We now come to the most remarkable part of this exposition of Judgment to Come. Hitherto we have been under the impression that he recognized but two classes--believers and unbelievers, saved and unsaved, those who are in Christ and those who are eternally lost. But the transparent injustice of this troubles him. Hence he concludes:

"This much is as clear as words can make it--and nothing more than this concerns us--that the consequences of accepting or rejecting Christ are final and eternal. But who are they who shall be held guilty of rejecting? What of those who, though living in Christendom, have never heard the Gospel aright? And what of the heathen who have never heard at all? No one can claim to solve these problems without seeming profanely to assume the role of umpire between God and men."

Like all philosophic statements for which there is no real basis in holy writ, the assertion that "the consequences of accepting or rejecting Christ are final and eternal" "are clear as words can make them." Whose words? There is no statement to this effect in God's word. If there were, they would not be either clear or true. Few, indeed, of us who believe but can look back to the time or times when we rejected Christ. That it was not final or eternal is evident from the fact that, at some later time, we accepted.

It is a sense of the insuperable moral difficulties connected with the eternal torment of all unbelievers which leads men to invent the theory that they refer only to Christ rejectors. Well may he ask "who are they who shall be held guilty of rejecting?" What kind of a gospel is correct enough to put them in this category? What of the heathen who have not heard? Heed well the astounding statement which follows: No one can claim to solve these problems without seeming profanely to assume the role of umpire between God and men.

What does this mean? That by far the greater part of humanity are not Christ rejectors, having heard of Him imperfectly or not at all, and he does not know what becomes of these! He does not consign them to the "hell" he has been speaking of, or to the "heaven" set apart for believers. Let us seek to grasp the tremendous import of this confession. We all know that the overwhelming majority of the human race, up to the present time, cannot be included in the two classes concerning, which he has any sure convictions. A feeble few accept Christ. We do not know how many definitely reject Him, but we are sure that both combined are not to be compared with the vast multitude concerning which we are warned to be in ignorance.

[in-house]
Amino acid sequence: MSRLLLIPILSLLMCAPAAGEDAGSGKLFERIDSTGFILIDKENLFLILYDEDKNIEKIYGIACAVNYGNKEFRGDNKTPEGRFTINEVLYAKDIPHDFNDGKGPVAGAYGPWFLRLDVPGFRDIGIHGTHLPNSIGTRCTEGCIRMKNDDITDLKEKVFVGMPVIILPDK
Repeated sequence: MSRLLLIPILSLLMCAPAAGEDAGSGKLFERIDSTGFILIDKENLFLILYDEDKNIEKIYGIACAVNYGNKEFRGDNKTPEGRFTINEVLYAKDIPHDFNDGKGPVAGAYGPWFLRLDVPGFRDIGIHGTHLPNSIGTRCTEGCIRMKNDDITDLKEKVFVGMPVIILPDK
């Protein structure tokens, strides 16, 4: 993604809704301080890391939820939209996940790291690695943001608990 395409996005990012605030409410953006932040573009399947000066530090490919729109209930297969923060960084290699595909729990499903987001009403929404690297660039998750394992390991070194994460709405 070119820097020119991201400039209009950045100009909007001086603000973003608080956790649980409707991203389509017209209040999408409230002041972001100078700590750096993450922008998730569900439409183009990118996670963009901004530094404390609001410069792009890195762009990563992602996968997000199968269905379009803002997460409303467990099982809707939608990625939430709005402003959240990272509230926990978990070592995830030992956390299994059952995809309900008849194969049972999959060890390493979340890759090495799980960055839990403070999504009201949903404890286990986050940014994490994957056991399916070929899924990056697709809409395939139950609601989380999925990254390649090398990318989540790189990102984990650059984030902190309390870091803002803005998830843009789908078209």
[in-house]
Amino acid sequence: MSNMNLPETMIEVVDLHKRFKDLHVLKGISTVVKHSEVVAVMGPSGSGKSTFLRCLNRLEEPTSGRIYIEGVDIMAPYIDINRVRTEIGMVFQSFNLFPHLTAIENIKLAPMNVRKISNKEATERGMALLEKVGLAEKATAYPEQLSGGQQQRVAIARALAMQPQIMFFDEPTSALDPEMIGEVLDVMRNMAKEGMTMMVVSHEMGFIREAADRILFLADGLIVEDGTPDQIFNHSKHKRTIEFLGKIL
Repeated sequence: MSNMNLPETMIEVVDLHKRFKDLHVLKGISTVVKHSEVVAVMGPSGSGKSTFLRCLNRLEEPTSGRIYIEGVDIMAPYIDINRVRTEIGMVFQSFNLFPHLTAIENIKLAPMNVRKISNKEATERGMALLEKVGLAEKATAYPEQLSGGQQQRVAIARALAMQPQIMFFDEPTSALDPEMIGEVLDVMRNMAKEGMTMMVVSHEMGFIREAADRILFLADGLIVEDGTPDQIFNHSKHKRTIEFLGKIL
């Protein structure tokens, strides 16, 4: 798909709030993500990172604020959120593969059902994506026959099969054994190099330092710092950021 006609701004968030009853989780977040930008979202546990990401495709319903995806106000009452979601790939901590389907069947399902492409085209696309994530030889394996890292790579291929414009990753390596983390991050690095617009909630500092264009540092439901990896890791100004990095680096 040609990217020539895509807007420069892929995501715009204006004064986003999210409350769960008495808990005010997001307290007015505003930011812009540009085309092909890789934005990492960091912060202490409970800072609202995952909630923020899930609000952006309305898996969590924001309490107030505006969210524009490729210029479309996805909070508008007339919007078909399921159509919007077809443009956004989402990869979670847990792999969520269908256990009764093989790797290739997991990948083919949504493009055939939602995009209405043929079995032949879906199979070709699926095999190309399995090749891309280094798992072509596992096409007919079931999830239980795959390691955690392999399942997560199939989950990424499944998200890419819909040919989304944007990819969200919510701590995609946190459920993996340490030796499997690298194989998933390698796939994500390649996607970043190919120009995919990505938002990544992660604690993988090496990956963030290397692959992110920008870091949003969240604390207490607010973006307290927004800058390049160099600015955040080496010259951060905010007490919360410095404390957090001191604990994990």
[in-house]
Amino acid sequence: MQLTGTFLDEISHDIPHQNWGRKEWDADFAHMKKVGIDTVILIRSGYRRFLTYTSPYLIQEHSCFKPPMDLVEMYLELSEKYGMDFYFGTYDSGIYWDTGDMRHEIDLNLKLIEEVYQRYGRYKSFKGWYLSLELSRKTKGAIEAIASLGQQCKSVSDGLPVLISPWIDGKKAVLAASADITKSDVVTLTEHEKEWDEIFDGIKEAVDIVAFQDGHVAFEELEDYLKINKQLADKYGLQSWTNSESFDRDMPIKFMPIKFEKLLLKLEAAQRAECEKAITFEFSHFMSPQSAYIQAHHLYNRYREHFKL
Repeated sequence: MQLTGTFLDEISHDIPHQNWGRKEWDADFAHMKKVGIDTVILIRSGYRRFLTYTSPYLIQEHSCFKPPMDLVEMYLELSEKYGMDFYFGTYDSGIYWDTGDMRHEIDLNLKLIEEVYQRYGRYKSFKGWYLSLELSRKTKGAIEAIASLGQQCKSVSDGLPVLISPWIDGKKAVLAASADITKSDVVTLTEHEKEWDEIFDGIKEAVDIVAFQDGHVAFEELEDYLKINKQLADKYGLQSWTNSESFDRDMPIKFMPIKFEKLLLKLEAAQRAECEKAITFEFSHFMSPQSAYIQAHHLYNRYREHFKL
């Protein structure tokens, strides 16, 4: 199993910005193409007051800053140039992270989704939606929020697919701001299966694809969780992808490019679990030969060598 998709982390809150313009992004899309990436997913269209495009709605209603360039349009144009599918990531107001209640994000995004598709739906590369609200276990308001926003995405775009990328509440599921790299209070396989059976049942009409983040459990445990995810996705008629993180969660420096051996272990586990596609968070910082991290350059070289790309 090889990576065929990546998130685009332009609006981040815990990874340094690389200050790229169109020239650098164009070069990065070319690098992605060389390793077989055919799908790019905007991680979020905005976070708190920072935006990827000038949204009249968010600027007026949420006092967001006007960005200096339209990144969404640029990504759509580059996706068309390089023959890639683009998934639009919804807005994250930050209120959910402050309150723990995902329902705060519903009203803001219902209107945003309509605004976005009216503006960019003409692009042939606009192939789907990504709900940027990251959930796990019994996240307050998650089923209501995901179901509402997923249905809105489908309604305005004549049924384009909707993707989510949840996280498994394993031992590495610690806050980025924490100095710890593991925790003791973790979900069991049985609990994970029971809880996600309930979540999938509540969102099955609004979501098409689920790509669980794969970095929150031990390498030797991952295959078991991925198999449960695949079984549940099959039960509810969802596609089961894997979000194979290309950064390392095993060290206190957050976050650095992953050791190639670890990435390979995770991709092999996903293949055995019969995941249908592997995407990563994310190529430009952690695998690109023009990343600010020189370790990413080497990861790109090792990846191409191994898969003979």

Thus mankind is divided into three classes, believers, Christ rejectors and the great mass outside of these. Where is such a division to be found in the scriptures? It is totally foreign to holy writ. That the hearing of the truth affects the measure of guilt and will help determine the sentence is clearly thought in the opening chapters of Romans. The gentile without law is not going to be judged as the Jew who had the divine oracles. Yet "as many as sinned without law, shall also be lost without law." We are denounced because we do not believe in the "endless conscious punishment of the lost." However much the rejection of Christ may affect the measure of future judgment, we emphatically deny that the scriptures draw any such division. We protest against it. It is darkening counsel by words without knowledge. The article closes with the words "whole Scripture is silent let us keep silence." But his whole scheme of future judgment is based on injecting a theory into the scriptures and refusing to entertain its plainest declarations.